It’s also a good idea to consider the values, ethics, and overall mood you detect during the interviews. 

Granted, it’s easy for someone to hide their negative personality traits long enough to conduct a successful interview. Yet, it’s also entirely possible that you “picked up” on more than just what they said aloud.

Consider What Your Instincts Are Telling You

Human instincts and emotions are, after all, much more than “just feelings.” They’re actually appraisals of what you’ve just experienced and serve as a powerful form of information processing

In other words, you may want to trust your instincts if you happen to experience any (good or bad) during the job interview. 

They just may prove to be right! 

6. Consider How Well Each of These Candidates Would Fit In With Your Team

Managers can face a difficult situation when employees and team members refuse to get along

Tensions between team members can affect not only the work itself but also the mental and emotional well-being of everyone in the office. 

Early intervention is crucial in correcting such imbalances. 

But it’s even better if you can head the problem off before it starts. 

In other words — even if one candidate is technically more experienced or seems like a better choice on paper, if a quick analysis of their personality leads you to believe that nobody is going to be able to tolerate them, you may be better off choosing the “safer” option that the team would welcome and accept. 

7. Make a Decision Based on These Factors, and Go With It!

At the end of the day, you’re probably not going to make the perfect hiring choice 100% of the time. 

And that’s totally ok! 

Gary Vaynerchuk speaks about this at length when talking about his own business. He maintains that too many people overthink hiring when it’s actually firing that you need to be sharp about. 

Check out this quote:

“It’s never about the hiring. Too many people here are crippled by the hiring and making the right call. It’s about the firing. So if you’re going to let somebody into your inner circle don’t worry about what their intentions are or if they’re full of $#!%. Once they get in, if you can taste it, get em out.”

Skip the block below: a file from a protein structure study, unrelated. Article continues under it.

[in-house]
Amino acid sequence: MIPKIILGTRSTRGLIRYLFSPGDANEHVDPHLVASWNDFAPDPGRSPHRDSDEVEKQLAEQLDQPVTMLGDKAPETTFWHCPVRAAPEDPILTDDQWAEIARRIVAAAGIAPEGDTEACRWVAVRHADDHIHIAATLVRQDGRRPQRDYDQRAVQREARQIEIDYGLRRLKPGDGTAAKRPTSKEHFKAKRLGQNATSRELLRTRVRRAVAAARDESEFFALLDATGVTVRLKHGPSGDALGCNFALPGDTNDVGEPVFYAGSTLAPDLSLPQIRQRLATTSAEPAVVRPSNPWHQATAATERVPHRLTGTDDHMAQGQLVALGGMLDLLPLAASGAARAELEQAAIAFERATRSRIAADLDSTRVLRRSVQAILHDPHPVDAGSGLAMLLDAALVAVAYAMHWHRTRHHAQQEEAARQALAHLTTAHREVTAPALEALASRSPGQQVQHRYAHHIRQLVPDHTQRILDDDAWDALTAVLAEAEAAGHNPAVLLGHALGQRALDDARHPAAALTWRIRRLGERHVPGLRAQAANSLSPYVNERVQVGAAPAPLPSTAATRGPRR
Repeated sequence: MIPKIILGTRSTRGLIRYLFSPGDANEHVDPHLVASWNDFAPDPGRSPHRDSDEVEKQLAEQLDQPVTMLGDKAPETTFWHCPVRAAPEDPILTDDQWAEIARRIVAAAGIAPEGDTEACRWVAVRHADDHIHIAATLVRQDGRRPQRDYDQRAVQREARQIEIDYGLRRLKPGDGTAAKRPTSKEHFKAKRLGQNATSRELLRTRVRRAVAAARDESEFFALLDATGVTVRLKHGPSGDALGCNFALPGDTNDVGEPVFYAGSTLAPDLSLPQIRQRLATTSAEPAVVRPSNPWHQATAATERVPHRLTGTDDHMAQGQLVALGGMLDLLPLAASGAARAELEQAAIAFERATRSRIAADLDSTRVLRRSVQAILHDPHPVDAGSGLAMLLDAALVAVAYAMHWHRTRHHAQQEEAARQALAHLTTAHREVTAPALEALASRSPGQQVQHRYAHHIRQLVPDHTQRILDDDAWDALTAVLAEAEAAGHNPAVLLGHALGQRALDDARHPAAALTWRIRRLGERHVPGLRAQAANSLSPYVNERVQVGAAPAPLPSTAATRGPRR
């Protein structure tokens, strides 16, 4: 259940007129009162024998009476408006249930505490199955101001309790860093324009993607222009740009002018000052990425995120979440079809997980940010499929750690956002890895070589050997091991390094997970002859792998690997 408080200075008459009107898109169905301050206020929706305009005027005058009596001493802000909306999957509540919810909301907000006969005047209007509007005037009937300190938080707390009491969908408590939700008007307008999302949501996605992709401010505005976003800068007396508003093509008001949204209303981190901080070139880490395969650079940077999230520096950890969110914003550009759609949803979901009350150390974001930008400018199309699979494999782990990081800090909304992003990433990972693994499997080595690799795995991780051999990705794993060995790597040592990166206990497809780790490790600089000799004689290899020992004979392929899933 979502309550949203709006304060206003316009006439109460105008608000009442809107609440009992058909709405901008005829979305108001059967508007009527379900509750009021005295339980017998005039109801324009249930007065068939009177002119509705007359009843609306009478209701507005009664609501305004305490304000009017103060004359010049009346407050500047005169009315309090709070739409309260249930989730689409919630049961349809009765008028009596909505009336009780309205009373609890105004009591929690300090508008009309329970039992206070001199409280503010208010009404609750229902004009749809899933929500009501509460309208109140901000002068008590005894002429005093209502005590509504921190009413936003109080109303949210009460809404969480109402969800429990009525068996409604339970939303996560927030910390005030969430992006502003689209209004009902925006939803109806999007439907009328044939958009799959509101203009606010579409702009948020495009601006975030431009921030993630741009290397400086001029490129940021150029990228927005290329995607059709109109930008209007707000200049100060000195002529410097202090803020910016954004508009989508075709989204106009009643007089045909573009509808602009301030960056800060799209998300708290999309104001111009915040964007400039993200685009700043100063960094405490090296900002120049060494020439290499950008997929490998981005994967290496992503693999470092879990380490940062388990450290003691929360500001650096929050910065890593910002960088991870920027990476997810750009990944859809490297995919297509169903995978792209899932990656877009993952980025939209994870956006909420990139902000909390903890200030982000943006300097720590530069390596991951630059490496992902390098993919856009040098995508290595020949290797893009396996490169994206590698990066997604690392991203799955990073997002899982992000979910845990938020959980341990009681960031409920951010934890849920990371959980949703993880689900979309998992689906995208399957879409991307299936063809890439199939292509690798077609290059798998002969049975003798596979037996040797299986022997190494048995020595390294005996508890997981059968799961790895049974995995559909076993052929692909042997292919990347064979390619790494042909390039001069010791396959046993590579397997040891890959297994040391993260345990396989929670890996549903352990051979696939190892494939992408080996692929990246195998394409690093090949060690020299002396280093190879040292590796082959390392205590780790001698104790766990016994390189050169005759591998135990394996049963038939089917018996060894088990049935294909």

At the end of the day, you can only do so much to stave off a bad hiring decision. 

Do your due diligence, look at the information you have, make the best call possible, and go with it. 

Learning to trust yourself may truly be the biggest key to choosing the best possible candidate as often as possible. 


Conclusion

When it comes to hiring people, you’re going to have to filter through many different bits of information.

And you’re going to feel some pressure to make the right choice. 

The good news? 

You’ve been there. You know how to hire for this position. 

Yes, both candidates may be strong. But in your gut, you know that one of them feels better than the other. 

Trusting yourself is the bridge that takes you from “indecision” to “mission accomplished.”

Now get out there and hire that next employee! 

Author Bio

Caitlin Sinclair is the Business Manager at Harvest at Fiddyment Ranch. With over five years of property management experience, she begins and ends each day loving what she does. She finds joy in helping current and future residents and makes Harvest at Fiddyment Ranch a place everyone loves to call home.